Facebook and its underwriters face IPO backlash, the SEC indicates it will target VaR, and more in today’s Wall Street roundup.
Facebook flap: Research teams at Morgan Stanley and other Facebook underwriters cut earnings projections after updated regulatory filings on May 9 showed Zuck & Co. struggling to make money on mobile—and those adjusted projections put Ma & Pa Facebook Fan at a disadvantage. How’s that? The less-rosy projections, which Reuters reports Facebook urged on its investment bankers, were distributed to the big pools of money, but not to retail investors.
The Financial Industry Regulatory Authority, Wall Street’s self-regulator, says the issue bears scrutiny, and the state of Massachusetts has subpoenaed Morgan Stanley. Henry Blodget is mad.
But it appears that rules that forbid underwriters from “marketing” IPOs by widely publishing research in the weeks before an offering will give Facebook’s bankers cover. Likewise, for all the hand-wringing Nasdaq’s executives have done over Friday’s botched opening, the exchange’s plan to return $13 million to investors feels like so many small potatoes.
After all, Facebook fell to $31 yesterday, down 18 percent from its offering price, wiping out billions in market value.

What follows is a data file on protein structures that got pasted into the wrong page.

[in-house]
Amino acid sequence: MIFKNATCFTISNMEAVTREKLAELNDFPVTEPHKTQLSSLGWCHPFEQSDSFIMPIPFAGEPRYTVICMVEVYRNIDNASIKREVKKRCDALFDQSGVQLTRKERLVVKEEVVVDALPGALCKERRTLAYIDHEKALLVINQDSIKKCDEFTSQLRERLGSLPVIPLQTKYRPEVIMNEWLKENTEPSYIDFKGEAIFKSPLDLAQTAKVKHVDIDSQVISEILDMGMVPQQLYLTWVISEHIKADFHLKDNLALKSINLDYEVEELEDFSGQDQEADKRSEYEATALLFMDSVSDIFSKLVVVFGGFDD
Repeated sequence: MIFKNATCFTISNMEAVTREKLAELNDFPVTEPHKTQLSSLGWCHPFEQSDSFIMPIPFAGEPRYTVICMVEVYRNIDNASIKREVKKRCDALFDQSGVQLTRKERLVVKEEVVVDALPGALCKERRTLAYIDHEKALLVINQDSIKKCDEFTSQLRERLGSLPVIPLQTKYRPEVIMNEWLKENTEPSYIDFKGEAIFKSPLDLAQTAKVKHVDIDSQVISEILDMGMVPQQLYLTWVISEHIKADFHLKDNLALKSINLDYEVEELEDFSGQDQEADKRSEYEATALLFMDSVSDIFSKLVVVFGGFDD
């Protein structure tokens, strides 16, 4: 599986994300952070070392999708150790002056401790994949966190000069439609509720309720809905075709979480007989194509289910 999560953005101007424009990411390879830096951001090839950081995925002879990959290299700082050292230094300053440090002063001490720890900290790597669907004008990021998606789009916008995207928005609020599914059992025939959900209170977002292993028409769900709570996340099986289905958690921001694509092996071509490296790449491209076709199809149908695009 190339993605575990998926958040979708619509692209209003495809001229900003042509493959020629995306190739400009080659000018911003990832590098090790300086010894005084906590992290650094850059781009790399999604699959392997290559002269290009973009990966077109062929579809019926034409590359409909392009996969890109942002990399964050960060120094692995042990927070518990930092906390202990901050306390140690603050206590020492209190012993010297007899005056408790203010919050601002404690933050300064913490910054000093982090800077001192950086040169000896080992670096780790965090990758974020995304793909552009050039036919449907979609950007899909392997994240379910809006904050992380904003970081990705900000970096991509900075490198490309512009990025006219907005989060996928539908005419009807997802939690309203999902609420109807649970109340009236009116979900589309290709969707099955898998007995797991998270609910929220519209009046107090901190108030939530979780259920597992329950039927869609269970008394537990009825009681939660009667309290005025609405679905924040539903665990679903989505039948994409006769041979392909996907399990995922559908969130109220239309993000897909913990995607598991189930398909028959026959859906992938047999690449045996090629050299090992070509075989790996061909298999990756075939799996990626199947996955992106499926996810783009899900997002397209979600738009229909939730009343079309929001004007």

Said what, when?: “Our focus is on the quality of their risk disclosure,” said SEC chairwoman Mary Schapiro at Senate Banking Committee hearings yesterday. Ms. Schapiro’s remarks indicated that the agency will focus on JPMorgan’s Value at Risk calculations, according to Bloomberg.
No fee for you: Investors such as the Harvard University endowment and Abu Dhabi are building in-house operations for real estate investment, in hopes of side-stepping fees charged by so-called pooled funds.
Patch-y feeling: Starboard Value, the activist investor waging a proxy battle for seats on AOL’s board, said that Patch, the company’s hyper-local news service, should be sold in part or whole, or closed outright. AOL CEO Tim Armstrong has promised to make Patch profitable by next year.
Cards checked: The Consumer Financial Protection Bureau is preparing new rules for prepaid debit cards, which have become a growing source of income for banks in recent years. “The people who use prepaid cards are, in many instances, the most vulnerable among us,” Richard Cordray, the consumer bureau’s director, said in a statement.
Domino effect: European banks have taken preparatory measures for a Greek collapse, but remain vulnerable to likely deposit-flight and rising defaults in Portgual, Italy and Spain in the event that Greek leaves the eurozone.
Timber!: The Ontario Securities Commission filed a fraud suit against Sino-Forest, the Chinese timber company that lost much of its $6 billion market value on the Toronto stock exchange after Muddy Waters Research published a report indicating that the company had overstated resources.